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I'm trying input validation in the following piece of code:

typedef unsigned long DATATYPE;
typedef unsigned long ADDRTYPE;
enum {READ_MEMORY, WRITE_MEMORY, PRINT_CACHE, PRINT_MEMORY, EXIT};
typedef bool BOOL;

typedef struct
{
   ADDRTYPE  nRamSize;
   DATATYPE* pMemory;
} MEMORY;

typedef struct
{
   DATATYPE data[CACHELINE_SIZE_BYTES];
   ADDRTYPE tag;
   BOOL     bValid;
} CACHELINE;

typedef struct
{
   CACHELINE CacheLine[SET_ASSOCIATIVITY];
} CACHESET;

typedef struct
{
   ADDRTYPE  nNumSets;   // Stores the number of sets in the cache
   CACHESET* pCacheSet;  // Each set contains SET_ASSOCIATIVITY slots
} SETASSOCCACHE;

int isPowerOfTwo(ADDRTYPE x)
{
   return (x != 0) && ((x & (x - 1)) == 0);
}

int main()
{
    int           nChoice;
    ADDRTYPE      nCacheSize;
    MEMORY        Memory;
    SETASSOCCACHE Cache;

    do
    {
        cout << "Enter size of memory in bytes (has to be a power of 2)" << endl;
        cin >> Memory.nRamSize;
        cin.sync();
    } while (!isPowerOfTwo(Memory.nRamSize)); // Keep taking in values till its a power of 2

    do
    {
        cout << "Enter size of cache in bytes (has to be a power of 2)" << endl;
        cin >> nCacheSize;
        cin.sync();
     } while (!isPowerOfTwo(nCacheSize)); // Keep taking in values till its a power of 2
}

According to this, using cin.sync() should get rid of any trailing newlines in the user input. But, even with that, I'm STILL getting a infinite loop after the first input. Any ideas I'm overlooking something obvious ?

Some more info:

  • This is on a Mac OSX, using gcc version 4.2.1 (Based on Apple Inc. build 5658) (LLVM build 2335.15.00)
  • The terminal used for inputs is the Terminal.app supplied by apple (also on iTerm2).

EDIT - I'm beginning to think this is something peculiar to the g++ installed with XCode 4.1 in Mac OS X Lion - I ran the same code on my office linux machine, and it didn't show this weirdness (also, none of the other folks seem to have reproduced the error). It would be nice if someone has Lion XCode, and could try out Brian's example to see if they get an infinite loop when the first input is a non-power of 2.

Thanks everyone for jumping in !!

share|improve this question
1  
Which loop loops infinitely? And what is this MEMORY type? –  Kiril Kirov Nov 10 '11 at 19:21
1  
Can we see what MEMORY is defined as? I tried the same code using flat ints and it works fine for me. edit: also what's an ADDRTYPE –  JoeFish Nov 10 '11 at 19:25
1  
The code is perfectly fine even without the sync. I'm pretty sure you enter something wrong from the keyboard - some letter or invalid number. –  Kiril Kirov Nov 10 '11 at 19:27
1  
Aaah, these all-capital-letters type names burn my eyes.. –  Kiril Kirov Nov 10 '11 at 19:31
1  
@shan23 - did you try without sync? –  Kiril Kirov Nov 10 '11 at 19:39
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2 Answers

up vote 3 down vote accepted

If you reduce your code to a SSCCE you'll find that there's no problem:

#include <iostream>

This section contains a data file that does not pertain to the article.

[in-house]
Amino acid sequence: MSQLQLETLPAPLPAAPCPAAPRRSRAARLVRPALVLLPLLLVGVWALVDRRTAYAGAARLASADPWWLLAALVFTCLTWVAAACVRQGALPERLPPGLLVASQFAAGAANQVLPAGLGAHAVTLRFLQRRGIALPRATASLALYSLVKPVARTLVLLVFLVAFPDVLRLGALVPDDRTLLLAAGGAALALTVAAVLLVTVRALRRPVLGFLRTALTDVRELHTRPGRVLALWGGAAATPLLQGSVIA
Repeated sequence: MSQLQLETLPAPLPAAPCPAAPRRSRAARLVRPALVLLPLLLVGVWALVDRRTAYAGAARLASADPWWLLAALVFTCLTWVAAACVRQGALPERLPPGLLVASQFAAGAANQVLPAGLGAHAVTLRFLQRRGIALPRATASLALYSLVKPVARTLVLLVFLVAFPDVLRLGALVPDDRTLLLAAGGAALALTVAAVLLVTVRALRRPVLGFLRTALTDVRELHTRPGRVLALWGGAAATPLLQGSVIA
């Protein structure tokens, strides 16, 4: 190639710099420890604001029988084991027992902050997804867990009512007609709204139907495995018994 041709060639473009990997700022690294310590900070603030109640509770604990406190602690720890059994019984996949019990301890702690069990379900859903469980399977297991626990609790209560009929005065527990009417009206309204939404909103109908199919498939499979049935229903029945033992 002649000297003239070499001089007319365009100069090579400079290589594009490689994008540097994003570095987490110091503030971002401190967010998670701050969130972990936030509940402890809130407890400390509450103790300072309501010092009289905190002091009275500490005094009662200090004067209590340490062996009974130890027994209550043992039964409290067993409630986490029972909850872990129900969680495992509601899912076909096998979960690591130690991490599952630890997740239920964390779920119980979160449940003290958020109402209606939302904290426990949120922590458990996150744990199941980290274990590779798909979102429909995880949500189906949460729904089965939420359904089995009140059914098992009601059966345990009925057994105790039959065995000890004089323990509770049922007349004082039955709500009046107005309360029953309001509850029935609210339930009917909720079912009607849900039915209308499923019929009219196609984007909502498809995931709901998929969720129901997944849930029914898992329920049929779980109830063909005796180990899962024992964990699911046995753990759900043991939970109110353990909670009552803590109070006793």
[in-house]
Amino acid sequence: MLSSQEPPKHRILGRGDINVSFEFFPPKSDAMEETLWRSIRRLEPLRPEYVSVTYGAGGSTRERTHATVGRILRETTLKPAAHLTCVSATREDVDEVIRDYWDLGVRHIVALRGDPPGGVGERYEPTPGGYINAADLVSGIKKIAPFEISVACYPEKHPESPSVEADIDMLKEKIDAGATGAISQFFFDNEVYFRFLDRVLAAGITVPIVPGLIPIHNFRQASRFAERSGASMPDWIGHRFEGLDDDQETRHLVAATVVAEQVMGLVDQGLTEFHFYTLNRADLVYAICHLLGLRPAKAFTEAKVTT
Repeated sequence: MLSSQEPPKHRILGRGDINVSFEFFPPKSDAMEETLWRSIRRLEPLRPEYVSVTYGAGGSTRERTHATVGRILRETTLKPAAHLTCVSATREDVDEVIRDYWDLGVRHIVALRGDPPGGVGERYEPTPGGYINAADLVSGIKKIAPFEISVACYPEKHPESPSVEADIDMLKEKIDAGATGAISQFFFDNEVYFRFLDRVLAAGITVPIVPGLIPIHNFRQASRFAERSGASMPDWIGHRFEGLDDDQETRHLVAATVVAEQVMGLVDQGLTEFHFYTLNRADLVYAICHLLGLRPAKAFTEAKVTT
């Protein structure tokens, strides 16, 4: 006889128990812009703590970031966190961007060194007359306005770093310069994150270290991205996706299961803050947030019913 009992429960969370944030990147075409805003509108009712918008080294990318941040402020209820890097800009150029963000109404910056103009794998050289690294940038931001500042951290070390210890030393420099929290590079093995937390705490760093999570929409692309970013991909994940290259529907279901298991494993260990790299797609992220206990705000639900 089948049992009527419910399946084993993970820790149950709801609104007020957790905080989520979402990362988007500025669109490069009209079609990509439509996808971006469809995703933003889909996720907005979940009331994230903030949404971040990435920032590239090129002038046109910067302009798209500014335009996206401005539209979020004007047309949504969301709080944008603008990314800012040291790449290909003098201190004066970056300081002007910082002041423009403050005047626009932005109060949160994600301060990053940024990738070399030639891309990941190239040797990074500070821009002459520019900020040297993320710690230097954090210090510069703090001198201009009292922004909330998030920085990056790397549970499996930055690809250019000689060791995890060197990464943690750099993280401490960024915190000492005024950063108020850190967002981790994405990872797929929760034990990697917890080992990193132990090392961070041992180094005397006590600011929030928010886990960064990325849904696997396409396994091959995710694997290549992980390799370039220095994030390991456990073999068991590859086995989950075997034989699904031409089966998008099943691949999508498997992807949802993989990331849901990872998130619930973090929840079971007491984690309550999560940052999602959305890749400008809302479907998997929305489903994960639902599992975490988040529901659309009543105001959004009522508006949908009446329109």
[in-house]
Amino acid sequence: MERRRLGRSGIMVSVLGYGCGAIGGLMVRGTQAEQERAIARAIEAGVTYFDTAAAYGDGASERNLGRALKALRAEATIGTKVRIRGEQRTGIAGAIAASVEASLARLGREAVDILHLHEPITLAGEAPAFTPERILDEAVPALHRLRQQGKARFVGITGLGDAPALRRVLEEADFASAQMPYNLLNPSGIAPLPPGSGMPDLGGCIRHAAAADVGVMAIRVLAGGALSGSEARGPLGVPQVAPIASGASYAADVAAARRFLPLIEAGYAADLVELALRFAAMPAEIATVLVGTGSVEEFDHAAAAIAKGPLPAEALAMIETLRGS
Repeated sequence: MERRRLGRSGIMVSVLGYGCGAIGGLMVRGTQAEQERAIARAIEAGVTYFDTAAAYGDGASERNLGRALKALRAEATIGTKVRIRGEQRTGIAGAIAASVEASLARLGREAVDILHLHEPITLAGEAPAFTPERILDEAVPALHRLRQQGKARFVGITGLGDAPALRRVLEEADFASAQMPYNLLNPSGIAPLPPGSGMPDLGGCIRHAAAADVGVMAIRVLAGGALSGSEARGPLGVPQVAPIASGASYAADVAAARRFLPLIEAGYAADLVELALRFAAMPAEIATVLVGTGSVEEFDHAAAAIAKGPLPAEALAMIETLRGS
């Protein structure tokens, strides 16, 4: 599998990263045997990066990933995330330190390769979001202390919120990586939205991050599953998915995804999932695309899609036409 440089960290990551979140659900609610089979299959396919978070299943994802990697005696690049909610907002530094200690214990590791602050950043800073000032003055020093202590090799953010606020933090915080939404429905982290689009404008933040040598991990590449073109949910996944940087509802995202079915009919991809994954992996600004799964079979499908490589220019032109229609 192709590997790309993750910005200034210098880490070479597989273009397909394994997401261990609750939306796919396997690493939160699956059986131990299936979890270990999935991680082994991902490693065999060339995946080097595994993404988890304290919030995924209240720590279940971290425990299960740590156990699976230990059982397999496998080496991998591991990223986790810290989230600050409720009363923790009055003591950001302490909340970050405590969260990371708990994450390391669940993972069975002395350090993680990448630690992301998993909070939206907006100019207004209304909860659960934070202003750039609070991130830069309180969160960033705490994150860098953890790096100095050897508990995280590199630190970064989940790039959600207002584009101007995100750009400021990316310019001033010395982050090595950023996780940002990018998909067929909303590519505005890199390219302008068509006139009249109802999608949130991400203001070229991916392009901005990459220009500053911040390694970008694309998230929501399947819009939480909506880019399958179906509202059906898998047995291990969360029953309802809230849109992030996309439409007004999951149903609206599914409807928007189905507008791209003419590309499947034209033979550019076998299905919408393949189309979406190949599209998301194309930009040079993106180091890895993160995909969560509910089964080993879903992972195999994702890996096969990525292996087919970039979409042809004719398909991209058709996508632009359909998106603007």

int isPowerOfTwo(unsigned long x)
{
   return (x != 0) && ((x & (x - 1)) == 0);
}

int main()
{
    unsigned long nChoice;

    do
    {
        std::cout << "Enter size of memory in bytes (has to be a power of 2)" << std::endl;
        std::cin >> nChoice;
        std::cin.sync();
    } while (!isPowerOfTwo(nChoice)); // Keep taking in values till its a power of 2

}

This works exactly as expected, therefore the code you posted isn't the actual code exhibiting a problem, or there's something screwy in your types.

EDIT: To explain why entering a non-number causes the loop to spiral out of control, see:

http://www.parashift.com/c++-faq-lite/input-output.html#faq-15.2

Once invalid input is given, it won't try and read again.

The following will fix these issues (from the FAQ):

while ((std::cout << "Enter size of memory in bytes (has to be a power of 2)" << std::endl)
       && !(std::cin >> nChoice))
{
   std::cin.clear();
   std::cin.ignore(std::numeric_limits<std::streamsize>::max(), '\n');
}

When the read into nChoice fails, the character is left in the stream. You have to reset the stream state, then remove the offending characters from the stream with ignore()

share|improve this answer
    
This is interesting - I ran your example on my setup (detailed in the post). If I enter a valid input (power of 2), all is well. However, if I don't, and enter a non-power of 2, I still get the infinite loop !! Does that make any sense ? –  TCSGrad Nov 10 '11 at 19:34
    
+1 (though I'll mention that ADDRTYPE was unsigned long and not int) –  HostileFork Nov 10 '11 at 19:34
    
+1 for SSCCE !! –  TCSGrad Nov 10 '11 at 19:35
1  
@HostileFork - I posted this before he added all the types to his post; changing now. –  Brian Roach Nov 10 '11 at 19:37
    
The infinite loop happens when cin >> nChoice fails, for example if you type 'a'. –  jrok Nov 10 '11 at 19:39
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The code is perfectly fine without sync.

I guess sync "breaks" the code because of the new line character at the end. Once you enter a "good" number(power of 2), everything is fine. If it's not power of two, your code goes through sync which seems to confuses the cin, as you try to read a number.

share|improve this answer
    
Shouldn't this be considered as a bug in gcc ? –  TCSGrad Nov 10 '11 at 19:58
    
I don't know, but I doubt it. You may want to check the badbit flag when you go through sync. Try to debug/print it to see if it's raised. –  Kiril Kirov Nov 10 '11 at 20:01
1  
I've updated my answer with the appropriate info and link to the faq. It's working as intended (not a bug); you have to clear the failed stream state and get rid of the non-numeric characters in the stream. You don't need sync() at all. –  Brian Roach Nov 10 '11 at 20:14
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